American Sign Language Interpreting Careers

Overview

According to the Deaf Resource Library, “American Sign Language (ASL) is a complex visual-spatial language that is used by the Deaf community in the United States and English-speaking parts of Canada. It is a linguistically complete, natural language. It is the native language of many Deaf men and women, as well as some hearing children born into Deaf families. ASL shares no grammatical similarities to English and should not be considered in any way to be a broken, mimed, or gestural form of English.”

winter2013.0993About the Coursework

The four-year interpreting degree program is designed to prepare graduates for a professional interpreting career and to use their skills in service to the community and the church. Upon completion of the B. A. degree, students will have taken the written portion of the National Registry of Interpreters for Deaf evaluation and have a sound base on which to build their interpreting skills. Most of our past graduates are working as interpreters while a few are involved in different roles with the Deaf community.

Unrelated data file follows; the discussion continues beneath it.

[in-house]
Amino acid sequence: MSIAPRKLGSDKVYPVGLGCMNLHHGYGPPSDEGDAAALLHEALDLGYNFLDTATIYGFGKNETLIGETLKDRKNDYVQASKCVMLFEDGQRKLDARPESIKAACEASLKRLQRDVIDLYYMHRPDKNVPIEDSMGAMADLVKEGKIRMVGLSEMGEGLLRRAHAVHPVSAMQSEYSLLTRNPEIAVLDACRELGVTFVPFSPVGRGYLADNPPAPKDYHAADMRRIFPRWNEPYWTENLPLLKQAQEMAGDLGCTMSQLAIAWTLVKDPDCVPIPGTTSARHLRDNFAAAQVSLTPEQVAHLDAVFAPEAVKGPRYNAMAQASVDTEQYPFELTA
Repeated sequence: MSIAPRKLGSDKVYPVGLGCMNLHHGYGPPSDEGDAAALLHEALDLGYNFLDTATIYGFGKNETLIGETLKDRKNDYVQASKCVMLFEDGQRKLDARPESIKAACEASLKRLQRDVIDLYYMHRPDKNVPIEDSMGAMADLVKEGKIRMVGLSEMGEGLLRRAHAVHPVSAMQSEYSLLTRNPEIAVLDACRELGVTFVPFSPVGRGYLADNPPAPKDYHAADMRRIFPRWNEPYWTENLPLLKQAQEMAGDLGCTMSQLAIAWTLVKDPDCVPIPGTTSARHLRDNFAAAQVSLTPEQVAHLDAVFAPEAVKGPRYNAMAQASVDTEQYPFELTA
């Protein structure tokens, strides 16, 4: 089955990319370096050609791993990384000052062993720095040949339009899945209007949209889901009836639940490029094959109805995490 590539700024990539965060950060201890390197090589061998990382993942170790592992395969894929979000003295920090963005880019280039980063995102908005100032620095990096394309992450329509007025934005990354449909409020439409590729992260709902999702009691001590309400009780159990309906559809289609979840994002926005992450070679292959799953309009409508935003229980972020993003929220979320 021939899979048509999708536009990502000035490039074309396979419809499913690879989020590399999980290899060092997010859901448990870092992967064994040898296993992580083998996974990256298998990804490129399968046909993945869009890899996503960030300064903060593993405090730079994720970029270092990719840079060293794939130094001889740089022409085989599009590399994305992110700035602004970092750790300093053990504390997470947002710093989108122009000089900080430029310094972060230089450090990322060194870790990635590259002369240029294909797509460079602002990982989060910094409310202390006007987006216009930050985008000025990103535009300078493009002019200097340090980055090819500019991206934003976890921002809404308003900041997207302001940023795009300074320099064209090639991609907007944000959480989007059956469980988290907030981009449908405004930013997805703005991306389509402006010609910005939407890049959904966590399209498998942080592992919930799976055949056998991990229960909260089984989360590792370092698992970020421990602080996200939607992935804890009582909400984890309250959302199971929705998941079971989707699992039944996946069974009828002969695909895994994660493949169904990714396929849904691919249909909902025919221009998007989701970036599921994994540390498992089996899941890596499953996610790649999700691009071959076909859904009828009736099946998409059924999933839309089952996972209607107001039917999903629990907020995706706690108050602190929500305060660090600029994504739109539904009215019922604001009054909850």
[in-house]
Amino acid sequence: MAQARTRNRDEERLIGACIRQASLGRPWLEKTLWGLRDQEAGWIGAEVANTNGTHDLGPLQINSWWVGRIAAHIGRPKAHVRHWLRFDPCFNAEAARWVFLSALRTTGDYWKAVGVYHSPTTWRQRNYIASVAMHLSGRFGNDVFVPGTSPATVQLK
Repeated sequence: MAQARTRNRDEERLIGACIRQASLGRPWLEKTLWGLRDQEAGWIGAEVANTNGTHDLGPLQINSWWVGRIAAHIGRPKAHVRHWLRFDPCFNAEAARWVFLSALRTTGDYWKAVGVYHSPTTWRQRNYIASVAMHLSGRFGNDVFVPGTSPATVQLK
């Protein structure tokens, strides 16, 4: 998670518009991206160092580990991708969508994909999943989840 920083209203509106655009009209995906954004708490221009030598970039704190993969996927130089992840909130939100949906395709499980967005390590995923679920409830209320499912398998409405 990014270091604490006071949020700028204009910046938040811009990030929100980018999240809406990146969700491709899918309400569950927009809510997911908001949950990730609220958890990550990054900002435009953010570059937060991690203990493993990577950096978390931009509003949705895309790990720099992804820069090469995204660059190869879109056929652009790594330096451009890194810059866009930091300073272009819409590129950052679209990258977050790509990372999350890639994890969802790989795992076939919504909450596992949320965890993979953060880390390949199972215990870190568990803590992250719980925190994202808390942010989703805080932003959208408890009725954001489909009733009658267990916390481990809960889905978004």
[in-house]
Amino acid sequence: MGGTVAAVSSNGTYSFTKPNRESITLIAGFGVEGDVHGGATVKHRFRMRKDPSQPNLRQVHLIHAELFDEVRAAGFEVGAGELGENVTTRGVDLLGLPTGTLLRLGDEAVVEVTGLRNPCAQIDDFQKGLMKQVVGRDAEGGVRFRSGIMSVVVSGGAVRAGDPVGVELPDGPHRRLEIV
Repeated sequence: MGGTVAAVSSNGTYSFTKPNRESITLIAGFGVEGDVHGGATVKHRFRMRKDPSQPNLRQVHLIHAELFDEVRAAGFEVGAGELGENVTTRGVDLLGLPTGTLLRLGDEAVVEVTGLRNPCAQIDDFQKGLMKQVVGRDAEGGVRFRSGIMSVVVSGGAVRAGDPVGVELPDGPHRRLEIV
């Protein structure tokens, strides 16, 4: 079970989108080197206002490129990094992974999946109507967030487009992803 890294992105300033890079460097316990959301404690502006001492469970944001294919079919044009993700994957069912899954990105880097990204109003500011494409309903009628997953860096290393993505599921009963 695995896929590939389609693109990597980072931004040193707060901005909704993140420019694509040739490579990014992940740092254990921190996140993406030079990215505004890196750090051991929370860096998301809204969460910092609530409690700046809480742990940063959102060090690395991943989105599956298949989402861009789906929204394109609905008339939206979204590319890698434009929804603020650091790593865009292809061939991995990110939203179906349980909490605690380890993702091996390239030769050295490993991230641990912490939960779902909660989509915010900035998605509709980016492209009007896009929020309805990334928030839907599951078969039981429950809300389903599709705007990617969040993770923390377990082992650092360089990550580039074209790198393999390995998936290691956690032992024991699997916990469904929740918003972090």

Possible ASL courses include:

  • Intermediate ASL I & II
  • Deaf American Literature
  • Linguistics of ASL
  • Intro to the Interpreting Profession
  • North American Deaf Culture

For a full list of sign language degree requirements and courses, refer to the course catalog.

Possible Career Paths

The possible career choices are broad for every major, and ASL interpreting alumni work successfully in many different careers. The list below will provide you with several career options, but it is not exhaustive. Please note that many of these positions require additional education.

  • Community Interpreter
  • Educational Interpreter
  • Medical Interpreter
  • Mental Health Interpreter
  • Legal Interpreter
  • Deaf-Blind Interpreter
  • Performance Interpreter
  • Conference Interpreter
  • Staff Interpreter
  • Video Relay Interpreter
  • Interpreter Coordinator

  • Interpreting Instructor
  • Professor of ASL
  • Teacher’s assistant in a Deaf program
  • Deaf Ministry Professional
  • Advocate
  • Case Manager
  • Communication Facilitator
  • Community Organizer
  • Program Coordinator
  • Resource Specialist

Additional Resources